This was the same storm which had moved N along the SW side of the Lough, in the distance at centre was the precip core and above was the principle updraught plume connected with that distant base. The updraught was expanding in real time rapidly and looked fabulous in such stark contrast to the clear blue sky around it. Thunder began rumbling regularly from this storm, I had to admit this was my perfect scenario yet again, watching a thunderstorm in full sunshine over the countryside in a t-shirt with not a single drop of rain on my head. The storm was moving R to L and even had a lowering under the base for a time. What caught my attention was the other smaller updraught which had formed in the flanking area (R) which was exploding up, this looked like it was another storm forming and already had a very nice base. I was perfectly positioned, the cells were moving very slowly so I stayed where I was within this field in the middle of nowhere.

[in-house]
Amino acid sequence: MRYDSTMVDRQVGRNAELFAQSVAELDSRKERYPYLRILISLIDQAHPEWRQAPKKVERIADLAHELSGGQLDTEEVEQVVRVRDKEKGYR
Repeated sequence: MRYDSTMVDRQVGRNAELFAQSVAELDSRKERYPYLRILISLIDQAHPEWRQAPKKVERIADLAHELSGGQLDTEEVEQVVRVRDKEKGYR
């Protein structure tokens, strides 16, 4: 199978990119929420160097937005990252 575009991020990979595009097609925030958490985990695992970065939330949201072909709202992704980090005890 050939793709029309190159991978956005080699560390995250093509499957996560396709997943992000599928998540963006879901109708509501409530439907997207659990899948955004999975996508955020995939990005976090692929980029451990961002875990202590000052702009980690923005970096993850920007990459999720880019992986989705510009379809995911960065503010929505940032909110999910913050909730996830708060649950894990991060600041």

Within ten minutes that flanking updraught had grown big with a gorgeous base adjacent to the main storm, this was a back-building multicell which was still rumbling away and I was still basking in the hot sunshine loving every moment.

Minutes later that flanking updraught had turned into a thunderstorm, the lightning discharges where happening high up inside the updraught, I couldn't seem them at all, however the thunder was deep and gave the impression of descending from a great height, every time it felt like I was being ambushed by thunder somewhere unseen inside it. The other storm behind it was rumbling with occasional in-cloud bolts flashing inside the precip and their was more lightning out of frame to the left from the leading edge of the core, I had two storms side by side doing their thing, it really doesn't get much better than this, and easier than this, all I had to do was take images and enjoy nature at her finest.